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Are mask mandates legal in South Carolina?

South Carolina Attorney General Alan Wilson says mandates from cities and municipals requiring face masks are legal.

COLUMBIA, S.C. — The state's chief law officer has determined it is legal for towns and cities to have ordinances requiring people to wear masks during a public health emergency.

Many people in the Midlands, South Carolina and across the country have debated whether or not cities, towns or states have the right to require people to wear face coverings.

Recently the City of Columbia and Greenville became the first cities in the Palmetto State to pass mandates requiring the wearing of a face mask or covering. .

"The fact that we're saying that the law is not prohibitive by the constitution doesn't mean we're endorsing the ordinance, doesn't mean we're supportive of it," said South Carolina Attorney General Alan Wilson. "We're not against it. We're not for it. We're just telling you what the law says.That's all it is. We're just calling balls and strikes."

The state's chief law officer says his office has determined it's legal. 

Wilson says they used the same legal analysis that they used when they decided to sue the City of Columbia on gun ordinances back in January of this year.

"A city or municipality under Home Rule, which is a doctrine enshrined in our constitution and state laws, is allowed to pass emergency measures like this unless it is preemptive or prohibited by state or federal law or state or federal constitution," explained Wilson.

"There was an issue a few weeks ago regarding the stay at home orders that many cities and municipalities were passing. The Governor had already occupied that area with a state executive order and under state law when the Governor occupies that area, cities and counties cannot superimpose their emergency orders on top of the Governor's."

With the ordinances being a result of a public health emergency, Wilson says they're legal. Wilson says this is similar to when the City of Columbia issued an emergency curfew due to riots in the downtown area a few weeks ago.

The face masks ordinance would become illegal if it violates constitutional rights or is arbitrary.

"Let's pretend there was no pandemic, there was no COVID-19 but city leaders said, 'You know what, we want people to start wearing facial coverings or we want people to wear a blue shirt on Wednesdays,' that is arbitrary. That is capricious. You can't just force people to do things or stay in places that they don't won't to be or stay just because of that. But when it's tied to a riot, a fire, a hurricane, a public health emergency, they have those limited authorities."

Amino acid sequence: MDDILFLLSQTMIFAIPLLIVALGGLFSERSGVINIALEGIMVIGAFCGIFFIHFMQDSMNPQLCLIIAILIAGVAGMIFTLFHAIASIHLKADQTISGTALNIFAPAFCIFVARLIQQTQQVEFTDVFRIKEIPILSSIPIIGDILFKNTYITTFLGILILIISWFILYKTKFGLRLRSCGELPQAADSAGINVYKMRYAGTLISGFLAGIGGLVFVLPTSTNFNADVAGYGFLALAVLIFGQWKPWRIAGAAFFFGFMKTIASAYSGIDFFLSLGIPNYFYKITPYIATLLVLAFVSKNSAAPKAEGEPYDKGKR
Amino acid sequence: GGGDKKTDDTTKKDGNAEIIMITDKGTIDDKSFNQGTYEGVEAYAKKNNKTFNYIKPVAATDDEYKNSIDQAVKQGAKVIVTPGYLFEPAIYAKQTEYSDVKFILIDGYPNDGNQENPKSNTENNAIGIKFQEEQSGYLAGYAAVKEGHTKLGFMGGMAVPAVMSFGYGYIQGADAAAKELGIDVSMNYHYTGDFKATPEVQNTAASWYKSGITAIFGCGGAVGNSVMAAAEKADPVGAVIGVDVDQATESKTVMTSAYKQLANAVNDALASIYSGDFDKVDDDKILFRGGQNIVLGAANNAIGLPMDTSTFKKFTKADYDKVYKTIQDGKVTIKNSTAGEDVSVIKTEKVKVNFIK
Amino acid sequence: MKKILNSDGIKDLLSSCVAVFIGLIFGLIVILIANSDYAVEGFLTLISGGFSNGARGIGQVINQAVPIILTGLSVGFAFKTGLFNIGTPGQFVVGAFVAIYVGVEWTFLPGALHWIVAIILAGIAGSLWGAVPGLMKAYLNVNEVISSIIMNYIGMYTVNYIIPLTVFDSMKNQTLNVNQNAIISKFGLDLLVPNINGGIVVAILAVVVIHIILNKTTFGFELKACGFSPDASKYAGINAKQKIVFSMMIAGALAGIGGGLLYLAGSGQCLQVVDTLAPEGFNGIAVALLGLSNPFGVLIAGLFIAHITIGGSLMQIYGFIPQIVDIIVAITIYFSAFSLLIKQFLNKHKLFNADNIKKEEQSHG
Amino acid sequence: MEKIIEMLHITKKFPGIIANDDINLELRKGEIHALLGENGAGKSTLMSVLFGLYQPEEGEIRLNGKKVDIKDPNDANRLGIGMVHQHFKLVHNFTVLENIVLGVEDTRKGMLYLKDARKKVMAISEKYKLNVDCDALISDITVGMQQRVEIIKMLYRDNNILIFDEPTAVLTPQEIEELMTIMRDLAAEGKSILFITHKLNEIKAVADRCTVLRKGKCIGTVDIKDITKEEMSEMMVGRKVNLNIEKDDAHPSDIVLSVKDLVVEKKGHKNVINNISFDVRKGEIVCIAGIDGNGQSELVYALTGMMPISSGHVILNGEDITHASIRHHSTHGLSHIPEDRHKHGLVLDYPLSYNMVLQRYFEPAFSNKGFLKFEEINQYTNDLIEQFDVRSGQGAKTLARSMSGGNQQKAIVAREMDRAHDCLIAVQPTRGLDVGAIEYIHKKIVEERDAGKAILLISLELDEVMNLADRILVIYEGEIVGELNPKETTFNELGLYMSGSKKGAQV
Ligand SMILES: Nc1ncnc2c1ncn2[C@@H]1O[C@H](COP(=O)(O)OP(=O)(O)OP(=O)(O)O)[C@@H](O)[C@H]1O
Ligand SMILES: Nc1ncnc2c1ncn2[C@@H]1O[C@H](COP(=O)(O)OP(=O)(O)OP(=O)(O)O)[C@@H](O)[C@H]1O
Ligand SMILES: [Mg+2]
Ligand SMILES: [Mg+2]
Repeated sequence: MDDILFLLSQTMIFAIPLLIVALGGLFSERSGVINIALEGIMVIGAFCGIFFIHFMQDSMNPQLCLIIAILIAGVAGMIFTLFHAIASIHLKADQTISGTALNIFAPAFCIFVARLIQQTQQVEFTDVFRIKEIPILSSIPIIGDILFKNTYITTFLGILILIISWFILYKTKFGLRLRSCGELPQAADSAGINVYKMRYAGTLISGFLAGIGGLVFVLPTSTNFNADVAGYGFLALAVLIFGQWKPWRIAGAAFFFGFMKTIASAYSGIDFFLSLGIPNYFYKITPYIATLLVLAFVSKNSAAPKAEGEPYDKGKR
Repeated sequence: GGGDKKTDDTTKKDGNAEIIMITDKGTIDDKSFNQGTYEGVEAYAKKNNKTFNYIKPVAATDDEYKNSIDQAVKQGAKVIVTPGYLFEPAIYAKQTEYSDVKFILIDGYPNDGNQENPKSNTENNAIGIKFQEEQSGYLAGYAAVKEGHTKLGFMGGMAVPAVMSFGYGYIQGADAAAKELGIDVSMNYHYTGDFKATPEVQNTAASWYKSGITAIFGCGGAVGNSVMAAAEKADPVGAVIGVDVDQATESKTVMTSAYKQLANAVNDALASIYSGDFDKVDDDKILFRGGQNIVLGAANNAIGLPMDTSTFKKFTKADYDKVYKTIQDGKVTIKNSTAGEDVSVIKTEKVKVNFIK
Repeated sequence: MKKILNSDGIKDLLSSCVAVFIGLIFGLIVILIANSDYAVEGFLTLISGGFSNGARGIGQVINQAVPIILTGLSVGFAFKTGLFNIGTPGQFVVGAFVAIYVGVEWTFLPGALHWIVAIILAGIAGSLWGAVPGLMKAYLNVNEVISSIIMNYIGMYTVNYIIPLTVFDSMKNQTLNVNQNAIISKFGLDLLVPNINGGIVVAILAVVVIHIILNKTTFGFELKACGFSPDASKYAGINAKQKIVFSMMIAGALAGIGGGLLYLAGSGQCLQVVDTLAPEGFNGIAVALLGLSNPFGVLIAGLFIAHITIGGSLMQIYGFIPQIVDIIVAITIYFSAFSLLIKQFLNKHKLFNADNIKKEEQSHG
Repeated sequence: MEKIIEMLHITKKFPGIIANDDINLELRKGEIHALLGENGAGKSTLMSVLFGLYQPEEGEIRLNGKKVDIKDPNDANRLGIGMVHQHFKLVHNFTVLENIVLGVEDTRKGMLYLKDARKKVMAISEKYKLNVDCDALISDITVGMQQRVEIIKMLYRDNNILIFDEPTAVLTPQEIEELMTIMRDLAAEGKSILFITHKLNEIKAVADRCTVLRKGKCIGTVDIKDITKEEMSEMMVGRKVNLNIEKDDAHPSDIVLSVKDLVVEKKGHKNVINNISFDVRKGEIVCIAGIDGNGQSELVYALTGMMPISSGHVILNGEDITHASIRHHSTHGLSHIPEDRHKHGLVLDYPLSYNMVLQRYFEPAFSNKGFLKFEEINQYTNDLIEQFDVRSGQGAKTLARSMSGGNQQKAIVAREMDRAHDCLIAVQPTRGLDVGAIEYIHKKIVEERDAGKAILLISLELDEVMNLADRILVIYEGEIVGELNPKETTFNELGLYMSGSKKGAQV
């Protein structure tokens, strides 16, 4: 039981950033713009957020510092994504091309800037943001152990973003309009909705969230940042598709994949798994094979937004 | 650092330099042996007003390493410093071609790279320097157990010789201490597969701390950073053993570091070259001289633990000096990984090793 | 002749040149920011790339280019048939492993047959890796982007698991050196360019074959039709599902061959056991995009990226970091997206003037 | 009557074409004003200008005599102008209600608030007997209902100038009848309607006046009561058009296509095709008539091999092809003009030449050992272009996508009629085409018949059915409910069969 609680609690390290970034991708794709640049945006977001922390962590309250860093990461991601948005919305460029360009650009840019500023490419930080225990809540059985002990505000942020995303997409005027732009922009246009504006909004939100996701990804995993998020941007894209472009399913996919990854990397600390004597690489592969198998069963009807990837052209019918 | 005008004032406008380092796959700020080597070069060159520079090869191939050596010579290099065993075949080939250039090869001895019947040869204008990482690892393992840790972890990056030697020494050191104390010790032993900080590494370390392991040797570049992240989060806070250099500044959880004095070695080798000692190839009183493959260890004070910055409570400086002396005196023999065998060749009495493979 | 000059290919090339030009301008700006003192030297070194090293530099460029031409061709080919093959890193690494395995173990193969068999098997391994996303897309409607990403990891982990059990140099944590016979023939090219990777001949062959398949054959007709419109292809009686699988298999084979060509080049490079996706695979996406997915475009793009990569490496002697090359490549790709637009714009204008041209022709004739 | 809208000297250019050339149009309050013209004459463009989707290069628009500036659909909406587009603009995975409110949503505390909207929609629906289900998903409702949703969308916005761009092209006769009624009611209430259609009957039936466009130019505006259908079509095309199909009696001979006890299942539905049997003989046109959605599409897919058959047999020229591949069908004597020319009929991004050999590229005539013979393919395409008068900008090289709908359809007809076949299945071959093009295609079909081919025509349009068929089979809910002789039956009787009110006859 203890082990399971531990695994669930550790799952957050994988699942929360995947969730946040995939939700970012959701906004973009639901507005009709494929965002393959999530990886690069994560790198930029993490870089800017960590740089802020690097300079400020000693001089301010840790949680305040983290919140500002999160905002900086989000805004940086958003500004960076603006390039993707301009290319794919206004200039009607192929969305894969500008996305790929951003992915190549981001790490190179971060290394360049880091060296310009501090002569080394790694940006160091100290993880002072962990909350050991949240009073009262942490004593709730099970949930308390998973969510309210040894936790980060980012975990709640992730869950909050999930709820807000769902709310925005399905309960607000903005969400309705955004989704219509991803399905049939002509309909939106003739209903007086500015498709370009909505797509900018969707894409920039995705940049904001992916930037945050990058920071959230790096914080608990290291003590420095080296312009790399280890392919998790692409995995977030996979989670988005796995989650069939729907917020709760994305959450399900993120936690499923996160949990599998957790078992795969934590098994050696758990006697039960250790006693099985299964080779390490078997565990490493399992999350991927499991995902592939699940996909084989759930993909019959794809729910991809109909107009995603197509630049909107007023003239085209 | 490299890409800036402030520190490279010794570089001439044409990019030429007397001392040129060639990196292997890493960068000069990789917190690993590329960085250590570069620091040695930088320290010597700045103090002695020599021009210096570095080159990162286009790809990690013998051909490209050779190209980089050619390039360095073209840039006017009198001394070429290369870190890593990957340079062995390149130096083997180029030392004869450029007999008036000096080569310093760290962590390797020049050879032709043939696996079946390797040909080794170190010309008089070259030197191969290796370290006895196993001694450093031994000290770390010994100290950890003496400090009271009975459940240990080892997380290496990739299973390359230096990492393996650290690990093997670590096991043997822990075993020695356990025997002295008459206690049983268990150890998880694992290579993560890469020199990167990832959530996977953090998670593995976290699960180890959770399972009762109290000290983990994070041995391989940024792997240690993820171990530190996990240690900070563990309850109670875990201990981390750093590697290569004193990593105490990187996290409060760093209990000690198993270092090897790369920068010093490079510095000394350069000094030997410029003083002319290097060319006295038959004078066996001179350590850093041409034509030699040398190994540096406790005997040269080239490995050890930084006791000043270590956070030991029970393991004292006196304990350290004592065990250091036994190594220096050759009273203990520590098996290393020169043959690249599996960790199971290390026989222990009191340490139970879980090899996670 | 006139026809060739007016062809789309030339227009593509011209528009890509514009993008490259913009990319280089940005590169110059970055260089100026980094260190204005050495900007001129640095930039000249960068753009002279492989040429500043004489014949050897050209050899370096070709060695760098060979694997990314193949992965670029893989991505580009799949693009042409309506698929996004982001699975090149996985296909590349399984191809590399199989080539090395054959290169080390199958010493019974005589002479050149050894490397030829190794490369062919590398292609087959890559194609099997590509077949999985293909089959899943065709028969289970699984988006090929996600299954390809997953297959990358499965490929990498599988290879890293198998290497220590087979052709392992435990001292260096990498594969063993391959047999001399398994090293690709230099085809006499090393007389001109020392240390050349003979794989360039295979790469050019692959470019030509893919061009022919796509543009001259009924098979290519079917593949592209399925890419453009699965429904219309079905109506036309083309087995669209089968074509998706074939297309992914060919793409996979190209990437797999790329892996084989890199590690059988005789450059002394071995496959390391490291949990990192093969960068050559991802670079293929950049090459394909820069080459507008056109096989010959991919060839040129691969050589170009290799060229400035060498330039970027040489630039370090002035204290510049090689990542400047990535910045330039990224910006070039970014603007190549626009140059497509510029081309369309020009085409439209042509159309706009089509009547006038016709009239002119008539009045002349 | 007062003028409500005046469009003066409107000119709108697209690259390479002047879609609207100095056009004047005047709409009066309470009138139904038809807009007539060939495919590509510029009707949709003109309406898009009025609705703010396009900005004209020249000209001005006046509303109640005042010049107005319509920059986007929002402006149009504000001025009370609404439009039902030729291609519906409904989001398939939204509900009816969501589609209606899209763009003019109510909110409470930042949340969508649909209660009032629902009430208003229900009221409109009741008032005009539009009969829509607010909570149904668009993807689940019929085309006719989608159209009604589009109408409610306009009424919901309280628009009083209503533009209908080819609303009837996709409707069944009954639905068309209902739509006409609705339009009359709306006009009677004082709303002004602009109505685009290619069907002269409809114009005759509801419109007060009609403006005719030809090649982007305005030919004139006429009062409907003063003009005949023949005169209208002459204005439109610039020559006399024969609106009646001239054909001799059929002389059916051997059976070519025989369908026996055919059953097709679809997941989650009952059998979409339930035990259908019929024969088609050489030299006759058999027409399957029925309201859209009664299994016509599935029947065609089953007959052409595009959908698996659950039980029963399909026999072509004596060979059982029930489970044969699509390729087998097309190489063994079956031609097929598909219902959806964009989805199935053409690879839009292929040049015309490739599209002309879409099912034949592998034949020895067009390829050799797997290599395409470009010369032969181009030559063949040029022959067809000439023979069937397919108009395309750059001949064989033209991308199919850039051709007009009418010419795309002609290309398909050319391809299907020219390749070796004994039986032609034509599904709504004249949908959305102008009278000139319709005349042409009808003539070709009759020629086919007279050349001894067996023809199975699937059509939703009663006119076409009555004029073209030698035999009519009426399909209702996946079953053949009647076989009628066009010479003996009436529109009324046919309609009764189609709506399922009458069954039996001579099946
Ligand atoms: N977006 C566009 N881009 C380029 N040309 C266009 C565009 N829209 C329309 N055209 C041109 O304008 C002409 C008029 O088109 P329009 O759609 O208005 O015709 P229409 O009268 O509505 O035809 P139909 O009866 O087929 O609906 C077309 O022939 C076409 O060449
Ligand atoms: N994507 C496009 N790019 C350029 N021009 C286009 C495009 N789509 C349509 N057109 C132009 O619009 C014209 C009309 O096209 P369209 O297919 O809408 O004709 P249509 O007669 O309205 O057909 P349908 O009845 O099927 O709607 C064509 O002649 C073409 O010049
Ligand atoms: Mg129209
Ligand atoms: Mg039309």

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Some people have asked if the ordinance violates the constitutional right to carry a gun if you're wearing a mask.

"We can find no prohibition on the carrying of a firearm if you're lawfully allowed to do so under the CWP law. Also you have a Second Amendment right and a state law that allows you to have a CWP which trumps a city ordinance so there's no conflict there. This ordinance doesn't prohibit you from carrying a firearm. This mandates that you wear a facial covering or mask in certain businesses. There is no constitutional crisis there with the Second Amendment and if there was, I'd promise you I would jump into it and I would defend anyone's right to be able to lawfully carry a gun."

Wilson also mentioned a law that was more than 50 years ago about the prohibition of wearing a mask in public.

"That law from 1962 was passed to prevent members of the Ku Klux Klan from concealing their identity by wearing masks while they committed illicit, criminal or even terrorist type actions in the communities.  That's what it was addressed to deal with. But within that law, there is an exception for public emergencies, for public health emergencies or any emergency for that matter in wearing a mask."

The state's chief law officer says the two ordinances are different things and one doesn't violate the other.

If you don't like the ordinance, Wilson says the solution is not a legal remedy, but a political one.

"You can vote with your feet. You can go across the river and eat. You can vote at the ballot box in November. You can write letters. You can get on social media as people love to do. Those are things that you can do. But asking me to file a lawsuit when I don't have the authority to at this time is not a remedy available to us right now."

Wilson says if the ordinances become unlawful, his office will look into the matter. He says people can contact his office if they find the ordinance is unconstitutional.

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